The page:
How To Regain Momentum If Your New Year’s Resolutions Stalled

Use these tips to get the jump start you need

Sometimes, the last week of the first month of the New Year is the first week of the same thing of the Old Year. We usually have audacious goals but stall around week 3. More than 80% of New Year’s resolutions fail, and it’s clear why more and more people are abandoning the concept. At the same time, there is value in setting goals, New Year’s Resolutions or not. And it’s also natural for goals to stall a bit. Life happens, our heads could get turned, or we just bit off more than we could chew.

If you have resolutions and you’re feeling the dark cloud of failure coming, I can relate. When we start something, we tend to discount how difficult it could be to see it through. Entrepreneur Patrick Bet David says there are 3 key things when starting out on a goal, business, or task:

  1. Create Momentum: This is the exciting part. We tell others about the goal. We start working, we set things up and the initial feedback is good. Great even.
  2. Maintain Momentum: This is the hard part. We see the initial progress, then it stalls. For weeks, months, or even years, we see no significant improvement. All the while, we must do the same things to keep up the progress we’ve made so far. It’s at this point we give up or slack off. Then we need to create momentum all over again.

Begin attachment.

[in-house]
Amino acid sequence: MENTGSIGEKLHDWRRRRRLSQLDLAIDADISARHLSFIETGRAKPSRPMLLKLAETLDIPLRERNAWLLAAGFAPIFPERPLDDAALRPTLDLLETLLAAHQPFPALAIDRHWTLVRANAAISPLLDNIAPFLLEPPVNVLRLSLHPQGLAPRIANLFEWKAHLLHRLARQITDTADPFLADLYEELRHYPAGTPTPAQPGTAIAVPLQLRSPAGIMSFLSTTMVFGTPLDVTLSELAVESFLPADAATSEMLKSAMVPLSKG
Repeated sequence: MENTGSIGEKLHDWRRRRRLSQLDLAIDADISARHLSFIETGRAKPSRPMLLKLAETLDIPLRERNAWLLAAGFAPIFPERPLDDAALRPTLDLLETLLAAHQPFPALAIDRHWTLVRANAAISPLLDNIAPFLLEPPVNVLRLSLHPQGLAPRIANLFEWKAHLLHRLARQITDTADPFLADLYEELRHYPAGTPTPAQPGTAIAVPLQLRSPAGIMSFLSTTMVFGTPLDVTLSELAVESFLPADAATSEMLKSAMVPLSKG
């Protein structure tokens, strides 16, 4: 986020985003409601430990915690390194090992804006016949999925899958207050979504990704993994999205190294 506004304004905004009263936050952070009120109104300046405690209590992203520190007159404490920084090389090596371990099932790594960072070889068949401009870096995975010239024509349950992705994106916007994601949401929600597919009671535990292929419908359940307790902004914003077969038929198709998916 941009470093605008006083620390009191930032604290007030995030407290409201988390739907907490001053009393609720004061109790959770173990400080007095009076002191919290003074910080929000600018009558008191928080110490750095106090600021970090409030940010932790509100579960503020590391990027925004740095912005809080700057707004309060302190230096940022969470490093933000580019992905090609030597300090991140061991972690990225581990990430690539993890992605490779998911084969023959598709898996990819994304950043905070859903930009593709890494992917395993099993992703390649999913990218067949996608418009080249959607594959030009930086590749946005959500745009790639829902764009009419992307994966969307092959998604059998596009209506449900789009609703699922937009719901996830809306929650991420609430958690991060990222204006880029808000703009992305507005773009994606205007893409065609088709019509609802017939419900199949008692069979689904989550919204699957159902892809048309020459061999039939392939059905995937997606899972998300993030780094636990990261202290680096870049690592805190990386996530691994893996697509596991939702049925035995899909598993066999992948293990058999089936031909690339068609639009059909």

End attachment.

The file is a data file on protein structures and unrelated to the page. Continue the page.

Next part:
3. Sustain Momentum: Once the momentum gets maintained through consistent work, the real results start coming. It may feel like an overnight success, but it was months of reps and keeping our form. Now we need to put things in place to optimize, automate, and grow.

Creating momentum is the first week of the month. Everyone’s good at that. But only 20% of goal setters maintain the momentum. They are the ones that ultimately win. So how do we put the pep back into our goals? How do we regain (and maintain) the momentum?:

Goals Need A Stronger Sense Of Purpose

When your why is big enough you will find your how. — Les Brown

We often set goals without any real reason behind them. The reasons are often surface level:

  • Goal: I want to make $100,000. Reason: I don’t want to be broke. Well, why don’t you want to be broke? What about it is truly important?
  • Goal: I want to lose 20 pounds. Reason: I want to look my best. Why do you want to look your best?